What Do Baby Birds Eat?
Baby birds eat the same food their parents do – in the UK, for garden type birds this means insects, bugs, and seeds.
How Garden Birds Feed Their Young
Different birds will feed their young in different ways but if we’re specifically talking about garden birds, also commonly called songbirds, they all utilise the same method.
Songbird chicks hatch completely helpless in their nests – they are unable to do anything except patiently wait to be fed by their parents. In some species, the mother and father will both feed their young, and in other species, it may be one parent.
As the goal is to keep chicks well-fed until they are old enough to fledge the nest and find their own food, bird parents have a busy old time in the spring as they must collect enough food to keep themselves going and feed their brood too. This is why you often see rather frazzled or thinner looking adult birds in the spring. Mating, nest building, egg-laying and raising chicks is a tough business!
Adult birds will collect food for their young by eating it, it is only partially digested and once the bird is ‘full’, it will return to its nest and regurgitate food for chicks. Sounds gross but it’s very effective!
As a bird must repeat this process multiple times a day, it’s easy to see why raising chicks can be so exhausting. As baby birds are completely unable to find food themselves, their parents’ survival is closely linked to their own – with no parents, chicks would simply starve.
What Do Baby Birds Eat?
As mentioned, baby birds will be fed on a diet of whatever it is their parents are eating. Naturally, this is insects and seeds/fruits. Each species will have its own particular favourite food source, for example, Blue Tits depend on caterpillars and each chick will eat up to 100 per day! This means for a nest full of ten chicks, the parent must find 1,000 caterpillars a day!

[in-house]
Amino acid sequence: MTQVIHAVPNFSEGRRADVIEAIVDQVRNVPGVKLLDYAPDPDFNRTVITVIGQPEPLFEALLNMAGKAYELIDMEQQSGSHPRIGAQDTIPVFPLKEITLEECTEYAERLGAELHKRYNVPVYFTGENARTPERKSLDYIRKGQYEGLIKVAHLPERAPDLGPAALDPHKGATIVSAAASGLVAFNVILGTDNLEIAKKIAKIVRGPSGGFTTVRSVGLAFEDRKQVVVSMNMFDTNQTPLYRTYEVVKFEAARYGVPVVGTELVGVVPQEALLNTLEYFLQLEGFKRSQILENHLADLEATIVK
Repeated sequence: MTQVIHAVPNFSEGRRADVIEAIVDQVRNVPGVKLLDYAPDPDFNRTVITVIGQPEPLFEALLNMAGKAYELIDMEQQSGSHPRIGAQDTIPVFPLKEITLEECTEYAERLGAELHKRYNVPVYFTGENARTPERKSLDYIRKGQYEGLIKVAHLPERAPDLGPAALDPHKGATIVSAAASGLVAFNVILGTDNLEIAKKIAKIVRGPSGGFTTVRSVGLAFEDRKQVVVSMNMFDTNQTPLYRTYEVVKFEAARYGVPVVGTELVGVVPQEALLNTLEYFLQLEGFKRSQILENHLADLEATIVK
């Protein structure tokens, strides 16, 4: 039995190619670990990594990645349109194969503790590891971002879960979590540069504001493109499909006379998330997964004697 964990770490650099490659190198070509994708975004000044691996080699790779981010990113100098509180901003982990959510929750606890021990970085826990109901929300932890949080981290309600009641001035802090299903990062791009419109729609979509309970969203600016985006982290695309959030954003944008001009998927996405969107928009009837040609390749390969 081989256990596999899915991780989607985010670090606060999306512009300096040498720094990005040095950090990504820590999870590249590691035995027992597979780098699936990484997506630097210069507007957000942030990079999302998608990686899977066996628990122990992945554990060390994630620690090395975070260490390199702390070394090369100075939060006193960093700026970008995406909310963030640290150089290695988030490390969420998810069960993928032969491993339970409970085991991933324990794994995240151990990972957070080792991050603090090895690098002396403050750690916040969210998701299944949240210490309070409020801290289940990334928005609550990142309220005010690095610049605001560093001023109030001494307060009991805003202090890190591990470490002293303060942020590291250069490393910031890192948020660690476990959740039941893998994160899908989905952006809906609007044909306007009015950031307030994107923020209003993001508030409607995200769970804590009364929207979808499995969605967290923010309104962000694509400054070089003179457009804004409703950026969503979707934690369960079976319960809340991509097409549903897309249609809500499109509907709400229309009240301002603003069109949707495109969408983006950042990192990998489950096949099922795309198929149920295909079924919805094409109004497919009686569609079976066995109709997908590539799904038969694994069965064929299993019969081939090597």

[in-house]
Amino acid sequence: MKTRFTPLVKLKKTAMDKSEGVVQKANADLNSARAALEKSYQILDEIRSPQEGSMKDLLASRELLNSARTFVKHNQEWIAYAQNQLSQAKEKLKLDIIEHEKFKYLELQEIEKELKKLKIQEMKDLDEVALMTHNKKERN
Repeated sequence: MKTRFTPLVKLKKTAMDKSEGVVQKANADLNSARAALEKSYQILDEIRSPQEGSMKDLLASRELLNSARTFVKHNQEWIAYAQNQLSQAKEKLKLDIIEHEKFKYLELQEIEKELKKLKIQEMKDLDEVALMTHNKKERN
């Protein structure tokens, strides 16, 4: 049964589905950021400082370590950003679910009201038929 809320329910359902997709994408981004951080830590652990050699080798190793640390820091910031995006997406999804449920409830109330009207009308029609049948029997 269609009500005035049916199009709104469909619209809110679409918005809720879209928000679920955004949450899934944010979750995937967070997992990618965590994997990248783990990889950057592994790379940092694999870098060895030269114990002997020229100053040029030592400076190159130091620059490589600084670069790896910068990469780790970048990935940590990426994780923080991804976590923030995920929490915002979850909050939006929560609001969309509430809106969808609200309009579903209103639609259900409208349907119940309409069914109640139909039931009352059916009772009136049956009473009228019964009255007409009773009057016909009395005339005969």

There is evidence to suggest that parent birds won’t usually take food provided by humans in bird feeders and on tables to feed their young. Instead, parents will eat this food themselves and reserve wild or natural finds for their young.
So even though baby birds won’t be visiting your garden until they are fully-fledged, it is still important to provide food at this time of year for busy, hungry parents.
Can Baby Birds eat Bird Food/Seed?
Once a chick’s feathers have grown in and it is strong enough to try and fly, the parents will encourage it to leave the nest (fledging).
This can be the most dangerous stage for baby birds as they need to learn to fly, find their own food and avoid predators – all in a very short space of time.
Some species of birds leave their young once they are fledged but some will stay together in family groups until fledglings have got the hang of being a bird! It is at this time you may notice family groups visiting your bird feeders or food tables.
Parents will bring their young to places they have previously used for food and know are safe. Once they are old enough, fledglings will then start to take bird food you provide. At the start though, it isn’t uncommon to observe fledglings sat right in a food dish ‘shouting’ for their parents to feed them! The parents will do this for a short time until the fledgling learns it must take its own food.
It is recommended you provide smaller food items as these are easier for fledglings to digest and reduce the risk of choking (whole peanuts, for example, are too big for many garden birds, let alone fledglings). Peanut granules however are ideal.
If you want to leave out a safe, healthy food for fledglings, sunflower heart chips for birds are ideal as they are provided without shell and are chipped into tiny, bitesize pieces. You can still feed peanuts to fledglings, so long as they are left out in a wire peanut feeder – this stops both fledglings and their parents from taking bites that are too large for them to handle. Although you may get a laugh watching fledglings trying to eat from a wire feeder – don’t worry though – they observe their parents and very quickly learn the ropes!